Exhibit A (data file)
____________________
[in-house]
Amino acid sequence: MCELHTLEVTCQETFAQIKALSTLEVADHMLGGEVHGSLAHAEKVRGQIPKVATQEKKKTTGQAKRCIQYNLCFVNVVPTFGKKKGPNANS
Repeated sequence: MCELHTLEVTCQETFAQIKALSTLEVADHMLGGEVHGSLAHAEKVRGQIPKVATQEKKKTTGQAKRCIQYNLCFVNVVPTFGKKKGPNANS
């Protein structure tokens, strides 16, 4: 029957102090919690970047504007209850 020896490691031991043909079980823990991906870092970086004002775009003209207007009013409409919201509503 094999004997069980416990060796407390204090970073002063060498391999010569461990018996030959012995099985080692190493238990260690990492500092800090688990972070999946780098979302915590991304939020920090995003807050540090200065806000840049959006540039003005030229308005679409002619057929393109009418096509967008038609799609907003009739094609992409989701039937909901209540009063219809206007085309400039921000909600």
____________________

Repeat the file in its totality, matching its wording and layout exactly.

[in-house]
Amino acid sequence: MCELHTLEVTCQETFAQIKALSTLEVADHMLGGEVHGSLAHAEKVRGQIPKVATQEKKKTTGQAKRCIQYNLCFVNVVPTFGKKKGPNANS
Repeated sequence: MCELHTLEVTCQETFAQIKALSTLEVADHMLGGEVHGSLAHAEKVRGQIPKVATQEKKKTTGQAKRCIQYNLCFVNVVPTFGKKKGPNANS
């Protein structure tokens, strides 16, 4: 029957102090919690970047504007209850 020896490691031991043909079980823990991906870092970086004002775009003209207007009013409409919201509503 094999004997069980416990060796407390204090970073002063060498391999010569461990018996030959012995099985080692190493238990260690990492500092800090688990972070999946780098979302915590991304939020920090995003807050540090200065806000840049959006540039003005030229308005679409002619057929393109009418096509967008038609799609907003009739094609992409989701039937909901209540009063219809206007085309400039921000909600």